Abusing Hop-by-Hop Header to Chain A CRLF Injection Vulnerability
This blog post explores a CRLF injection vulnerability in the
Location header of an HTTP response and how it could be used to chain it with other attacks.
I found a CRLF injection vulnerability in the
Location header of an HTTP response. This vulnerability can allow the attacker to perform various actions such as open redirect, setting cookies, and arbitrary headers.
Most clients won’t consume the body in a redirect response. To exploit this CRLF injection further, the attacker needs to find a way to get rid of the
Location header. Removing the
Location header allows the attacker to fully control the body of the HTTP response. This would make it possible to chain the CRLF injection vulnerability with other vulnerabilities like SSRF and XXE.
After spending some time on this, I remembered a post by @nj_dav about abusing hop-by-hop headers. You can find the post here https://nathandavison.com/blog/abusing-http-hop-by-hop-request-headers.
In my case, the attacker can use the CRLF injection to set the hop-by-hop header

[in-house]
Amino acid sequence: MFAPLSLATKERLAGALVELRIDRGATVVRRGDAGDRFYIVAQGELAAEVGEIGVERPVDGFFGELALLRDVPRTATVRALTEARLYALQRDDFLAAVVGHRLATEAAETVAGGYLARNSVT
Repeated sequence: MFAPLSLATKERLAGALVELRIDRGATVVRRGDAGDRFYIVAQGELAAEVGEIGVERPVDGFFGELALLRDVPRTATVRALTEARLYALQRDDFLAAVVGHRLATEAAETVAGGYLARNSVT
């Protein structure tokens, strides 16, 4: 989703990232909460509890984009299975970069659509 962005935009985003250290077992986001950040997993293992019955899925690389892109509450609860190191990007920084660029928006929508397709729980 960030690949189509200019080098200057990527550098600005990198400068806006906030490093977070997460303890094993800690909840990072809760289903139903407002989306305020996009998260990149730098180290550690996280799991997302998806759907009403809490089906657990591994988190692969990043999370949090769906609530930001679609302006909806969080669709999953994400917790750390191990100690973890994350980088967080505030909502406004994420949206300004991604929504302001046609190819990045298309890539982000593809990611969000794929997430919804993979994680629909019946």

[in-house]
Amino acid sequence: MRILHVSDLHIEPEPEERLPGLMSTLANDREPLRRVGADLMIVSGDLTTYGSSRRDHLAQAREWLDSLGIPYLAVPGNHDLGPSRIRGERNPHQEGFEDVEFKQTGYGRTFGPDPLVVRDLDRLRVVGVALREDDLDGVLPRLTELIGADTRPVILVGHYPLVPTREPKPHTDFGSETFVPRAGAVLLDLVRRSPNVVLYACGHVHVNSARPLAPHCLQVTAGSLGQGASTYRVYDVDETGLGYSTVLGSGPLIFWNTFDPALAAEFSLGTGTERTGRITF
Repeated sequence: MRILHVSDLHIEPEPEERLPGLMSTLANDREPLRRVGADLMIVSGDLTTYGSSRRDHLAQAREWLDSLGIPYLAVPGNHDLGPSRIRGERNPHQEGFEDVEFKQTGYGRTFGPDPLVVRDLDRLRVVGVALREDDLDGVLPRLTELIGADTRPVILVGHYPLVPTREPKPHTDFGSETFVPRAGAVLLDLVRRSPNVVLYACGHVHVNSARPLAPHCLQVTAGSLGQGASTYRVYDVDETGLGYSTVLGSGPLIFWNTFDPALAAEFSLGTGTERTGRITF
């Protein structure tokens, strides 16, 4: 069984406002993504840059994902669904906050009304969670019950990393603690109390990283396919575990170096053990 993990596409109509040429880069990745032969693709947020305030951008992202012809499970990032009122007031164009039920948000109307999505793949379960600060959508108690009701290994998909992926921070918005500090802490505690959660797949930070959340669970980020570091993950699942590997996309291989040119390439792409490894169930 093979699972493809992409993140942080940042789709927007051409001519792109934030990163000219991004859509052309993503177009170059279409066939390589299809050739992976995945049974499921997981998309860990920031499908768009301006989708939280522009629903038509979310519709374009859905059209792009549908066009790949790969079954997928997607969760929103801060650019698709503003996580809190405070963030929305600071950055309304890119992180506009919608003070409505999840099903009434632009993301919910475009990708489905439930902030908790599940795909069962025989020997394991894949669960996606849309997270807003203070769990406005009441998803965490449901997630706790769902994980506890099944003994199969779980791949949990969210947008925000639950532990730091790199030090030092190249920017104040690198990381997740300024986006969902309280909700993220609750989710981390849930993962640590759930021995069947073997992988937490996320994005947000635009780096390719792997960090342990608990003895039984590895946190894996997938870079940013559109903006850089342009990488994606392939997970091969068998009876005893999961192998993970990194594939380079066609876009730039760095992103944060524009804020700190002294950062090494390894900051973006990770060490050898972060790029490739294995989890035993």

Connection in the response and setting the value to
Connection: Location, close. An intermediary proxy that is present in this specific case will consume the CRLF injected response and process the injected
Connection header, ultimately removing the
The status code of the HTTP response is still
302 but it is treated as
200 response if the
Location header is missing.
I’ve chosen a simple XSS to demonstrate that we are able to set arbitrary content in the response and make clients consume the response.
Our injected exploit does the following:
Connection: Location, close.
text/html(needed for my specific target).
- Set an appropriate
Content-Lengthheader to ensure that clients correctly parse the HTTP response and discard any trailing data.
- Inject payload in the body of the response.
URL encoded exploit
The response as seen by clients
While I wasn’t able to successfully chain this vulnerability with others, it’s important to note that even well-known vulnerabilities can have additional attack surfaces that should be identified and addressed.